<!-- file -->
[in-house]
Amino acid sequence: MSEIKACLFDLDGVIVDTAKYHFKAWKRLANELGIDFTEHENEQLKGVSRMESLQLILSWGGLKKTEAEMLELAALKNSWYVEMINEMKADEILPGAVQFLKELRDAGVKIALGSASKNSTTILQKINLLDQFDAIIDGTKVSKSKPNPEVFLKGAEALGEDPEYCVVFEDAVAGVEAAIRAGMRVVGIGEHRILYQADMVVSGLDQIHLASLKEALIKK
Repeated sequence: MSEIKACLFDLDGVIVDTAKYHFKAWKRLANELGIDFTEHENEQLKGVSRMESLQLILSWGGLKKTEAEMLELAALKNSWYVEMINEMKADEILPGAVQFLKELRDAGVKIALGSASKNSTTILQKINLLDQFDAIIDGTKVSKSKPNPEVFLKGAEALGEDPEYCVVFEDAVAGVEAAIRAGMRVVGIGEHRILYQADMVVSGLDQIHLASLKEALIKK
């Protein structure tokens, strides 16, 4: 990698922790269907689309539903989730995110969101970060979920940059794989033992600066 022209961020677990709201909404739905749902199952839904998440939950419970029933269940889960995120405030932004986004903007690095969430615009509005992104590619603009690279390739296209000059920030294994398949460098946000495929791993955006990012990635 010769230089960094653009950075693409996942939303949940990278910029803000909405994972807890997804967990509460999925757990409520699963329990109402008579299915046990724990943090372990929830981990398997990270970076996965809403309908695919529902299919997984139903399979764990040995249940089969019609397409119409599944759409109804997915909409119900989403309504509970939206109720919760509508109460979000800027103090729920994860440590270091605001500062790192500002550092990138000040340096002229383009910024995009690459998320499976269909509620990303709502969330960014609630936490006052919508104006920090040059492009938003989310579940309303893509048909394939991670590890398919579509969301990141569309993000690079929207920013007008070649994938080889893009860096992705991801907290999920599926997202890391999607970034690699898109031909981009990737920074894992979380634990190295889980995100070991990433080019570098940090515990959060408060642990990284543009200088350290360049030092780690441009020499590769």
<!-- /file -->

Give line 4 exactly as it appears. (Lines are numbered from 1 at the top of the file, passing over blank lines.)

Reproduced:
């Protein structure tokens, strides 16, 4: 990698922790269907689309539903989730995110969101970060979920940059794989033992600066 022209961020677990709201909404739905749902199952839904998440939950419970029933269940889960995120405030932004986004903007690095969430615009509005992104590619603009690279390739296209000059920030294994398949460098946000495929791993955006990012990635 010769230089960094653009950075693409996942939303949940990278910029803000909405994972807890997804967990509460999925757990409520699963329990109402008579299915046990724990943090372990929830981990398997990270970076996965809403309908695919529902299919997984139903399979764990040995249940089969019609397409119409599944759409109804997915909409119900989403309504509970939206109720919760509508109460979000800027103090729920994860440590270091605001500062790192500002550092990138000040340096002229383009910024995009690459998320499976269909509620990303709502969330960014609630936490006052919508104006920090040059492009938003989310579940309303893509048909394939991670590890398919579509969301990141569309993000690079929207920013007008070649994938080889893009860096992705991801907290999920599926997202890391999607970034690699898109031909981009990737920074894992979380634990190295889980995100070991990433080019570098940090515990959060408060642990990284543009200088350290360049030092780690441009020499590769």